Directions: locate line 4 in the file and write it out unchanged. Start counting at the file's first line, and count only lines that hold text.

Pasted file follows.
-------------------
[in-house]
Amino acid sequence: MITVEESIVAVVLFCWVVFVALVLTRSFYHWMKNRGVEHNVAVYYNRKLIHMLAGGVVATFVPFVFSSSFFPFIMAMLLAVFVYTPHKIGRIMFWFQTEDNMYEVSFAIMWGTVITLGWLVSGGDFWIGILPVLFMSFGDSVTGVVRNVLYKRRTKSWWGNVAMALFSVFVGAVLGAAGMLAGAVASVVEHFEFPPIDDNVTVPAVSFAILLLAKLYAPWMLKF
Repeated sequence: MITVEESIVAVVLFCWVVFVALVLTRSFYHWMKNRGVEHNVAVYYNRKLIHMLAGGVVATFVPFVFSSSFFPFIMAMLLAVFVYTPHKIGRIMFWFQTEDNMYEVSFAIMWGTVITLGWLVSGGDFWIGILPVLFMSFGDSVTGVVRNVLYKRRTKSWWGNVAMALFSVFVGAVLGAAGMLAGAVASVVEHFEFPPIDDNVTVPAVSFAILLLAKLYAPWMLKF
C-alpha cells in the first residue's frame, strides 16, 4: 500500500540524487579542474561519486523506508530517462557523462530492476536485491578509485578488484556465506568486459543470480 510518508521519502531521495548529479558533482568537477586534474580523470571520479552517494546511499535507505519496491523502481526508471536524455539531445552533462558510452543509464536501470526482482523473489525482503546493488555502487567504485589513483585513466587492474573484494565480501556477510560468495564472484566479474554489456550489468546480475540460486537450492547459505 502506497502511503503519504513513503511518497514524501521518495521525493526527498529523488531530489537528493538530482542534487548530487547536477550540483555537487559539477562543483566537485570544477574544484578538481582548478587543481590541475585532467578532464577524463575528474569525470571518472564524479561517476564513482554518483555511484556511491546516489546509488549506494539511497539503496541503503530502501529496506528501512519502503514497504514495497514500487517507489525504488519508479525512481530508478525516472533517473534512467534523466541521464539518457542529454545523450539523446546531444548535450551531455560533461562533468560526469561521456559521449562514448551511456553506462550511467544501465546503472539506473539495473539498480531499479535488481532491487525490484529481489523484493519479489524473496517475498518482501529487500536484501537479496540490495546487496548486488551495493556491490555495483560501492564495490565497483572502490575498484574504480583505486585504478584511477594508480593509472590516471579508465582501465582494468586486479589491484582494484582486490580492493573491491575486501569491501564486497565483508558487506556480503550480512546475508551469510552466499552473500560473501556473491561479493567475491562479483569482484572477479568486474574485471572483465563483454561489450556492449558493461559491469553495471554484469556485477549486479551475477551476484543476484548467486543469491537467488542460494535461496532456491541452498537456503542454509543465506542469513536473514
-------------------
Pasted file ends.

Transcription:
C-alpha cells in the first residue's frame, strides 16, 4: 500500500540524487579542474561519486523506508530517462557523462530492476536485491578509485578488484556465506568486459543470480 510518508521519502531521495548529479558533482568537477586534474580523470571520479552517494546511499535507505519496491523502481526508471536524455539531445552533462558510452543509464536501470526482482523473489525482503546493488555502487567504485589513483585513466587492474573484494565480501556477510560468495564472484566479474554489456550489468546480475540460486537450492547459505 502506497502511503503519504513513503511518497514524501521518495521525493526527498529523488531530489537528493538530482542534487548530487547536477550540483555537487559539477562543483566537485570544477574544484578538481582548478587543481590541475585532467578532464577524463575528474569525470571518472564524479561517476564513482554518483555511484556511491546516489546509488549506494539511497539503496541503503530502501529496506528501512519502503514497504514495497514500487517507489525504488519508479525512481530508478525516472533517473534512467534523466541521464539518457542529454545523450539523446546531444548535450551531455560533461562533468560526469561521456559521449562514448551511456553506462550511467544501465546503472539506473539495473539498480531499479535488481532491487525490484529481489523484493519479489524473496517475498518482501529487500536484501537479496540490495546487496548486488551495493556491490555495483560501492564495490565497483572502490575498484574504480583505486585504478584511477594508480593509472590516471579508465582501465582494468586486479589491484582494484582486490580492493573491491575486501569491501564486497565483508558487506556480503550480512546475508551469510552466499552473500560473501556473491561479493567475491562479483569482484572477479568486474574485471572483465563483454561489450556492449558493461559491469553495471554484469556485477549486479551475477551476484543476484548467486543469491537467488542460494535461496532456491541452498537456503542454509543465506542469513536473514